Magazine Feature / People

Perdew radiated thoughtfulness

Philip Perdew’s compassion and ability to connect with others made a teaching career a perfect fit.

“If he radiated anything, it was thoughtfulness,” says former colleague and friend Bernard Spilka, a DU psychology professor emeritus.

Perdew, who was a professor of education at DU for 28 years, died Sept. 19, one day shy of his 92nd birthday.

“I met Phil a couple of days after I got there [to DU],” Spilka recalls. “I immediately thought, ‘This is a guy I can talk to.’”

And talk they did. Spilka says the two remained close throughout their shared time at DU and beyond.

It was Perdew’s easygoing nature and approachability that made him a great teacher, Spilka says. “He was not the kind of guy that came down hard on anyone.”

“He was very devoted,” adds his daughter, Phyllis Ward of Denver. She recalls being introduced to some of DU’s international students when her father brought them home to dinner. “He was always interested in other cultures and backgrounds.”

After retirement from DU in 1978, Perdew visited a handful of those students while traveling around the world with his wife, Ruth, Ward says.

Perdew was born on Sept. 20, 1915, in Oskaloosa, Iowa. He received a bachelor’s degree in education from UCLA, where he later received a master’s and doctorate. He taught in Los Angeles schools from 1938–47, during which he worked with physically disabled and bedridden students.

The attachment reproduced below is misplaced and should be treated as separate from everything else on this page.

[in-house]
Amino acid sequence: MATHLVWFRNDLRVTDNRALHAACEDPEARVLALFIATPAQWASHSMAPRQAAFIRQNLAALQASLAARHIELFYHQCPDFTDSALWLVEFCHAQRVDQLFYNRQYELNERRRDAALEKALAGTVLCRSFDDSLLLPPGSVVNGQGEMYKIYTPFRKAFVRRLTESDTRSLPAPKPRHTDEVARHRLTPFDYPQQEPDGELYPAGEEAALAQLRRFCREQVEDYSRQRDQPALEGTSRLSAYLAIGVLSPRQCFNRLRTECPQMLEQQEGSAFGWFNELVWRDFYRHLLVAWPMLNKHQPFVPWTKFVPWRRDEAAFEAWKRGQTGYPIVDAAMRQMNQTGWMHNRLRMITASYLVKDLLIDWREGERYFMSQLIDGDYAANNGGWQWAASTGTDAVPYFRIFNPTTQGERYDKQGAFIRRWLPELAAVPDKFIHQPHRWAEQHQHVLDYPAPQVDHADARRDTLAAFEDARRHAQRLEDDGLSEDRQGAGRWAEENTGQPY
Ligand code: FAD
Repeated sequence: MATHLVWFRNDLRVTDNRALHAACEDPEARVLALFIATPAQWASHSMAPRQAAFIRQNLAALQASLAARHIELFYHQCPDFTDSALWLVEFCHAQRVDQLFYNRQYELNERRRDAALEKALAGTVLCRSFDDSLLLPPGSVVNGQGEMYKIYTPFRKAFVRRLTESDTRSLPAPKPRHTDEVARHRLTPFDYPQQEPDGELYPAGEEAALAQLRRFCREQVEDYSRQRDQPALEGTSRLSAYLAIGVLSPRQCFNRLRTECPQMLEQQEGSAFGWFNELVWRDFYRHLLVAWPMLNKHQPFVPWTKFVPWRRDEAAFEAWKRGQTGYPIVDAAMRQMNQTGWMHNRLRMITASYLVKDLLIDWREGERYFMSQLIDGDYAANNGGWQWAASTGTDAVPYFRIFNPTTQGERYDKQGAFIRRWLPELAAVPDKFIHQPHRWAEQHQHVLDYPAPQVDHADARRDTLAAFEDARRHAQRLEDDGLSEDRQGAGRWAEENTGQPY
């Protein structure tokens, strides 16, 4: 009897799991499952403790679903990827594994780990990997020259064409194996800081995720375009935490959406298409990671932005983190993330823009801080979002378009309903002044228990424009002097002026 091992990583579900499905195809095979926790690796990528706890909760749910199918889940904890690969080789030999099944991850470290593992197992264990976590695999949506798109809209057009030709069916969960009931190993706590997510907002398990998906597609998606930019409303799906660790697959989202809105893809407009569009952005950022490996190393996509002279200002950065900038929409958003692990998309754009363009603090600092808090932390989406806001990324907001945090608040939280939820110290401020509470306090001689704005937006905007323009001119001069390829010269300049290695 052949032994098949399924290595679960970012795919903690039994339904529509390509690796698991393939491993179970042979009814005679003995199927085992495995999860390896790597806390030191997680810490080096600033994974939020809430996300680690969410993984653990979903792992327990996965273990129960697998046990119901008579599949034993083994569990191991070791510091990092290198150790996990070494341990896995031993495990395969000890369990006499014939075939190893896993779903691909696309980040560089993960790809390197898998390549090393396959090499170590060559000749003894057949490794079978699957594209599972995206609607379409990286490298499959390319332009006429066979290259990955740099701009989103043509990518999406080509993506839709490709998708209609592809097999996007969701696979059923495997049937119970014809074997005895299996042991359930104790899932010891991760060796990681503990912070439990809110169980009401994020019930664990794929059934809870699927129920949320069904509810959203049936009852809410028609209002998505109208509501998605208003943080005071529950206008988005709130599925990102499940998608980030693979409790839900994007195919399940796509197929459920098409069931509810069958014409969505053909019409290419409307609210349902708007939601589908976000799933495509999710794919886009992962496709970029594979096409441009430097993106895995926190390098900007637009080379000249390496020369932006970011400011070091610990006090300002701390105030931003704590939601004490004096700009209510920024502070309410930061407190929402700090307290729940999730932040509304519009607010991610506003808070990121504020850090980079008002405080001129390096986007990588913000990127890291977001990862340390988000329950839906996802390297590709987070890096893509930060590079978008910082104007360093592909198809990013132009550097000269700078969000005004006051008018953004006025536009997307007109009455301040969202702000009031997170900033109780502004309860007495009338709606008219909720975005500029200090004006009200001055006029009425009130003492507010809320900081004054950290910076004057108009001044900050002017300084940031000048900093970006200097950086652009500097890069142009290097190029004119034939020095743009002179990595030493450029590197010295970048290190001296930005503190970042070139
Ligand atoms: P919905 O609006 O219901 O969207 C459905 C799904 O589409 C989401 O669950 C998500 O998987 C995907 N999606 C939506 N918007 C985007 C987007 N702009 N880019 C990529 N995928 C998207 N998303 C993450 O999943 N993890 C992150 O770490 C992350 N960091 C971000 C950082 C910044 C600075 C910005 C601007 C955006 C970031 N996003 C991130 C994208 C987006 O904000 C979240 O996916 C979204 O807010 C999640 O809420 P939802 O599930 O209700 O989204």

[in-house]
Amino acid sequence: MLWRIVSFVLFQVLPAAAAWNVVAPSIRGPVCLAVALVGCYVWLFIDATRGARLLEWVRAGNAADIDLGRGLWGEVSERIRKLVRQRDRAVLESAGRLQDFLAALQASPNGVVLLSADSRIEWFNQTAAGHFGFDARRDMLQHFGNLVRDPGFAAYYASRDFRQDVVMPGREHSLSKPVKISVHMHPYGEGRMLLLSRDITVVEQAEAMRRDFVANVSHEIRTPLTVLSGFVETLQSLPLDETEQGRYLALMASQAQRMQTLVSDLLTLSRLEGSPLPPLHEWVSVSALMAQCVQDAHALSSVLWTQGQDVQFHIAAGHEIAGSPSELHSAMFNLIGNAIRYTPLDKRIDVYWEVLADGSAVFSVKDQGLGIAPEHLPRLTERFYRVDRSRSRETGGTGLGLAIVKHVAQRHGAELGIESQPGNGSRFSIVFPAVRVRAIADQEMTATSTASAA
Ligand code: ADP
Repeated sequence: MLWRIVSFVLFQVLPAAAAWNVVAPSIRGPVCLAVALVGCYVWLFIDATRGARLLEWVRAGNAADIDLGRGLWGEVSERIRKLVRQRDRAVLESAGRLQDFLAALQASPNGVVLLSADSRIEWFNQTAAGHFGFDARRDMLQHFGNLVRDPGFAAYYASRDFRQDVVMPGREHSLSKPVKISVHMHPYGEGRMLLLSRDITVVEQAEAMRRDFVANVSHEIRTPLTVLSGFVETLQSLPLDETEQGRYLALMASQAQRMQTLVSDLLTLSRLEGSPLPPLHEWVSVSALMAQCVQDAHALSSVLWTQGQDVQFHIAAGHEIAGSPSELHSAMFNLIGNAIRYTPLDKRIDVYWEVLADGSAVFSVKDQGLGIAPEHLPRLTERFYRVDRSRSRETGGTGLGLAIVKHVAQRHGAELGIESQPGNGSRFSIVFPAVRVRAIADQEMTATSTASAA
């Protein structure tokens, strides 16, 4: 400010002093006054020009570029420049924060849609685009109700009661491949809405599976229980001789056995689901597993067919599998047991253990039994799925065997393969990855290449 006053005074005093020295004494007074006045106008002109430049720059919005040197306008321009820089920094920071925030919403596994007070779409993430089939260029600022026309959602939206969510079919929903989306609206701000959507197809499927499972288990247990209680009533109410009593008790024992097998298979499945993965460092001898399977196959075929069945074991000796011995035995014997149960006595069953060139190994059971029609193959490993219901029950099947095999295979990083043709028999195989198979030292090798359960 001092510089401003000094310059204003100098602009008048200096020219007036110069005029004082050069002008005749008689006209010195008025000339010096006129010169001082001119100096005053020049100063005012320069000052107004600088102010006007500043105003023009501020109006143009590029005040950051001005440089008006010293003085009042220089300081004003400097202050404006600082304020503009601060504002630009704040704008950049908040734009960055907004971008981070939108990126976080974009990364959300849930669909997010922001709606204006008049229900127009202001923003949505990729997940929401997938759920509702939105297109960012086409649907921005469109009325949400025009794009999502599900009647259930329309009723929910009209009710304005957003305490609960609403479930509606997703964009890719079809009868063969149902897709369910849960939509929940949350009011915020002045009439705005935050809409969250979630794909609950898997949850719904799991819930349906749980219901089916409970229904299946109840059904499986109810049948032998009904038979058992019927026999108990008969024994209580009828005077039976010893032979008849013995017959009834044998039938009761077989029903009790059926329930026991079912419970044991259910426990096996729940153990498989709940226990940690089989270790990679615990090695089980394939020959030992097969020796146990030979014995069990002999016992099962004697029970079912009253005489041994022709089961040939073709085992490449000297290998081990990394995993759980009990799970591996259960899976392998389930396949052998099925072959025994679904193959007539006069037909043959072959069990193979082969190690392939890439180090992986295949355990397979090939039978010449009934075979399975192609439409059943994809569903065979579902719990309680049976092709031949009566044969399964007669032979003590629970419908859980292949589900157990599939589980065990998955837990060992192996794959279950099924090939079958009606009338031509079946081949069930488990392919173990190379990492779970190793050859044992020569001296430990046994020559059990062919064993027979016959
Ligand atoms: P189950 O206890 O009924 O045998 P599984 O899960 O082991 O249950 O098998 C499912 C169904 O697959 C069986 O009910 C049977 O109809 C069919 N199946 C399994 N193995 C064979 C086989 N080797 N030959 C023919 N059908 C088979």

He married Ruth Sevier on April 2, 1939, after the two met at UCLA.

Perdew started at DU in 1950, teaching classes in both the history and philosophy of education and spending much of his time reading his students’ dissertations as they worked for master’s or doctoral degrees. Because he thought that the books he was teaching with lacked relevance, he wrote The Secondary School in Action (Boston, Allyn and Bacon, 1959).

He was a member of various educational associations including the Association of Teacher Educators, History of Education Society, Colorado Education Association and Phi Delta Kappa.

Perdew took advantage of art classes offered at DU and began a painting hobby when he was 55. Later, he developed a “fascination” with gemstones — which he would cut, polish and mount on handmade silver settings to create jewelry, most of which he gave as gifts to his wife and children.

“He would say, ‘With teaching you don’t see your results — at least not right away. But with painting, the results are immediate.’ It was a good balance for him,” Ward says.

In addition to his wife and daughter Phyllis, he is survived by daughter Jeananne Fields, son John Perdew, 11 grandchildren and 19 great-grandchildren.


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